For over 10 years, teens have been asking us questions on every topic imaginable. While we are no longer taking new questions, we have a wealth of information we would like to share with teenagers.
Questions about suicide? Call the NATIONAL SUICIDE HOTLINE 1-800-SUICIDE (1-800-784-2433).
FAQ Home Page
General Health Questions
Posted on: 04/26/2007
I think that some of the guys on here are describing many symptoms of the scabie mite. Itching until his leg was bruised, red bumps that itch, this is overlooked too often because they say well I have not had sex in a month.. well, scabies takes about a month to start itching.. Just a thought. The sooner its treated way better off.. take care doc (remember to tell them that scabies can happen to anyone- not just dirty people)
Here are some scabies facts for our readers:
What is scabies?
Scabies is a very itchy skin condition caused by tiny mites that burrow
into the outer layers of the skin. The most common form of scabies is called papular scabies. See an illustration of scabies.
How is scabies spread?
Scabies mites typically spread by close contact with an infested person. The mites may also spread from sharing towels, bed sheets, and other
An infested person can spread scabies before symptoms appear. It commonly affects several family members at the same time.
A scabies infestation can affect people of all ages and from all income and social levels. Getting scabies does not mean that you have poor personal hygiene.
What are the symptoms?
Scabies causes severe itching that is usually worse at night. Small children and older adults tend to have the most severe itching. Children typically have the most severe skin reactions to scabies.
A person with a first scabies infestation may not develop itching and
skin sores for several weeks. If the person is ever infested again with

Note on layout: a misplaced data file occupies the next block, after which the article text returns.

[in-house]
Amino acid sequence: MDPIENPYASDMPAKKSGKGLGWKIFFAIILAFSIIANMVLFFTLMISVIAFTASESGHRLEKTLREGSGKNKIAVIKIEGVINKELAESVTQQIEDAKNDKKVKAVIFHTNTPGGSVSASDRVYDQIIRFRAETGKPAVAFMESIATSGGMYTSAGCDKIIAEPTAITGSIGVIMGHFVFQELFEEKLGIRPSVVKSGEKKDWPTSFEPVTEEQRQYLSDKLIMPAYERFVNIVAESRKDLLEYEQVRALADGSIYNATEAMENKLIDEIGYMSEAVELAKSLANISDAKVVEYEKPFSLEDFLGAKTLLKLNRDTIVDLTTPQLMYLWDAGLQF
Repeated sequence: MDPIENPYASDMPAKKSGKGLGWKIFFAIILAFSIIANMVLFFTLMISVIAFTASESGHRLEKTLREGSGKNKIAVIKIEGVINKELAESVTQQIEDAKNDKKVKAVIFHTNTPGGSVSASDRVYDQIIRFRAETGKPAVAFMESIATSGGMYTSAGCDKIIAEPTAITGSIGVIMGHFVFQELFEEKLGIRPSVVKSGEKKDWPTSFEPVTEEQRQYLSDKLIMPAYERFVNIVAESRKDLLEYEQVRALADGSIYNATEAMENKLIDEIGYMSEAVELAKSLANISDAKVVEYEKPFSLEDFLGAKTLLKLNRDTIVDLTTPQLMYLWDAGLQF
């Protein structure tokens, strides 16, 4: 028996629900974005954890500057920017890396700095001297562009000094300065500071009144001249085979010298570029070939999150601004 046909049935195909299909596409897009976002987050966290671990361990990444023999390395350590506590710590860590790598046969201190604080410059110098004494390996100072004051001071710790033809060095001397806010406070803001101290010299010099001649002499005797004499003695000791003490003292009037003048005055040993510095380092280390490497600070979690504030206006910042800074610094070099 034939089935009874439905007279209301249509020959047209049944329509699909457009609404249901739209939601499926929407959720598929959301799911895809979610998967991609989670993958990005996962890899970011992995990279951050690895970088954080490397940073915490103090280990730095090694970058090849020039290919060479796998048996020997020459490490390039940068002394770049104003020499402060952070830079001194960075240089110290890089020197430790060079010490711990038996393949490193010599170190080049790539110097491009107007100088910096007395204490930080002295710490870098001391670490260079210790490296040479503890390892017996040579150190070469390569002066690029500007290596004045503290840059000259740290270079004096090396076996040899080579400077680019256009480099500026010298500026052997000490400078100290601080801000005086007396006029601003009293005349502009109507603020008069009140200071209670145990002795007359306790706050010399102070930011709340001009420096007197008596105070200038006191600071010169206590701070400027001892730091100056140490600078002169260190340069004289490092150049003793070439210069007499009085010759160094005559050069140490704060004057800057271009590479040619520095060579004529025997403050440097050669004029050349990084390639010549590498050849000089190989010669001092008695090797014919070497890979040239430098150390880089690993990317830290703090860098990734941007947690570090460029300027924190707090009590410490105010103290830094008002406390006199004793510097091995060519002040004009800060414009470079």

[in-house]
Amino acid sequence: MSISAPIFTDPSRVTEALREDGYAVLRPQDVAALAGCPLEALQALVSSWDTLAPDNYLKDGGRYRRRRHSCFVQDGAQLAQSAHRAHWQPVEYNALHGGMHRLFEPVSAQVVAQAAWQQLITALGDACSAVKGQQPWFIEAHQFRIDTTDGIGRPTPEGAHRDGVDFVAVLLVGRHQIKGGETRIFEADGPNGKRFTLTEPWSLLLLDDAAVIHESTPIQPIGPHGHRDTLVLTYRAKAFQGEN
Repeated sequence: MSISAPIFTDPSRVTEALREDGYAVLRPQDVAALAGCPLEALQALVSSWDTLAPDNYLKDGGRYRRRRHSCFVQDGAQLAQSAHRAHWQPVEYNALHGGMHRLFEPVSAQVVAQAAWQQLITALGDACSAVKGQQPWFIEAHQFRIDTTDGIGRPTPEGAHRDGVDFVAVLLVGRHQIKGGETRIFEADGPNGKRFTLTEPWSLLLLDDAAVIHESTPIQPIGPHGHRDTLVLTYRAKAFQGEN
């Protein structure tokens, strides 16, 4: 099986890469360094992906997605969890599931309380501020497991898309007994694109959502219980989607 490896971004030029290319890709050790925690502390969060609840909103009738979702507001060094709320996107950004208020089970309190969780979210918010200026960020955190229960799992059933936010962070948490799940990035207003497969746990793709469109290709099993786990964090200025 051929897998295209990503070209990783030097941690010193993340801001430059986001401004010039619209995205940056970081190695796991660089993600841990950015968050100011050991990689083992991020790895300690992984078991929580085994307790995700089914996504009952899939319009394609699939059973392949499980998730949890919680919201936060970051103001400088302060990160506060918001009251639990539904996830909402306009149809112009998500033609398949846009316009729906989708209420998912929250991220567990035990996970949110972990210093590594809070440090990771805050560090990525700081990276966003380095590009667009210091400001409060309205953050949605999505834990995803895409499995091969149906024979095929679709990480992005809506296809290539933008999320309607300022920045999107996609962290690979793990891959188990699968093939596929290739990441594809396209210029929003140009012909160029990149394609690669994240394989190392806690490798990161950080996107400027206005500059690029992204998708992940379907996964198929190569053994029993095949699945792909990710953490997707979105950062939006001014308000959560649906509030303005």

scabies, symptoms develop in a few days.
How is scabies diagnosed?
Your doctor can usually diagnose scabies based on your symptoms. Scabies
is especially likely if you have had close contact with other people who
you know have had similar symptoms. Sometimes a doctor confirms a
diagnosis by looking for signs of mites on a sample of your skin. This
test is not painful for most people. A doctor gently scrapes some dry
skin from an affected area and then examines it under a microscope.
How is it treated?
You need medication prescribed by your doctor to cure scabies. It will not go away on its own. Usually, you apply a lotion or cream to your skin. In severe cases, you may need to take medicine as a pill.
Some scabies medications are not safe for use by children, babies, pregnant or breast-feeding women, or the elderly. To avoid dangerous side effects, be sure to strictly follow your health professional's instructions for use; only repeat a treatment when told to do so. This is particularly important when using lindane (Kwell), which can cause nervous system problems if it is misused.
If you have scabies, you and any household members and people with whom
you have close physical contact must all be treated at once. This prevents the mites from being passed back and forth from person to person. You must also carefully wash all clothes and bedding.